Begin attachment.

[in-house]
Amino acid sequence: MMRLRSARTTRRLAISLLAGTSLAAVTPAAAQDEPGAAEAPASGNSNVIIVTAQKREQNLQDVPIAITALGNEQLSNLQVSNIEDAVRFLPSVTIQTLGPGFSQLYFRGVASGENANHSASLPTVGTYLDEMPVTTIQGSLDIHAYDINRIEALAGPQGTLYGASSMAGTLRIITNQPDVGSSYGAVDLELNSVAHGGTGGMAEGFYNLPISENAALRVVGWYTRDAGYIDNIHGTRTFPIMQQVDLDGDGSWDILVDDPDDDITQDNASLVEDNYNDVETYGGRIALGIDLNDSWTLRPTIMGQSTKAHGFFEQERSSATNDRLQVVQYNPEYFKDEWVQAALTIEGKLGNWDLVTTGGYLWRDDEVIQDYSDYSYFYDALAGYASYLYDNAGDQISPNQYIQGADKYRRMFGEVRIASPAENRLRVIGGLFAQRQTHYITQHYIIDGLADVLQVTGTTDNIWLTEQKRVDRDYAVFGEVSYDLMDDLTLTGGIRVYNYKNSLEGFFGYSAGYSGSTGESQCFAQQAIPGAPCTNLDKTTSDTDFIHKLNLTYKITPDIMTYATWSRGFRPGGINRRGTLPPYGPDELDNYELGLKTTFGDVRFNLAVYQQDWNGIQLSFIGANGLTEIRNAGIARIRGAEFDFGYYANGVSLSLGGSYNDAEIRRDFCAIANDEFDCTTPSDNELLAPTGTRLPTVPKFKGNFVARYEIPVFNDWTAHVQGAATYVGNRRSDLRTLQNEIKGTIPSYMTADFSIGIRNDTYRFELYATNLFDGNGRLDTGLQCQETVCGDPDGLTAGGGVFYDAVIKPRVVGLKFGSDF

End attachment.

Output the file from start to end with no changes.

[in-house]
Amino acid sequence: MMRLRSARTTRRLAISLLAGTSLAAVTPAAAQDEPGAAEAPASGNSNVIIVTAQKREQNLQDVPIAITALGNEQLSNLQVSNIEDAVRFLPSVTIQTLGPGFSQLYFRGVASGENANHSASLPTVGTYLDEMPVTTIQGSLDIHAYDINRIEALAGPQGTLYGASSMAGTLRIITNQPDVGSSYGAVDLELNSVAHGGTGGMAEGFYNLPISENAALRVVGWYTRDAGYIDNIHGTRTFPIMQQVDLDGDGSWDILVDDPDDDITQDNASLVEDNYNDVETYGGRIALGIDLNDSWTLRPTIMGQSTKAHGFFEQERSSATNDRLQVVQYNPEYFKDEWVQAALTIEGKLGNWDLVTTGGYLWRDDEVIQDYSDYSYFYDALAGYASYLYDNAGDQISPNQYIQGADKYRRMFGEVRIASPAENRLRVIGGLFAQRQTHYITQHYIIDGLADVLQVTGTTDNIWLTEQKRVDRDYAVFGEVSYDLMDDLTLTGGIRVYNYKNSLEGFFGYSAGYSGSTGESQCFAQQAIPGAPCTNLDKTTSDTDFIHKLNLTYKITPDIMTYATWSRGFRPGGINRRGTLPPYGPDELDNYELGLKTTFGDVRFNLAVYQQDWNGIQLSFIGANGLTEIRNAGIARIRGAEFDFGYYANGVSLSLGGSYNDAEIRRDFCAIANDEFDCTTPSDNELLAPTGTRLPTVPKFKGNFVARYEIPVFNDWTAHVQGAATYVGNRRSDLRTLQNEIKGTIPSYMTADFSIGIRNDTYRFELYATNLFDGNGRLDTGLQCQETVCGDPDGLTAGGGVFYDAVIKPRVVGLKFGSDF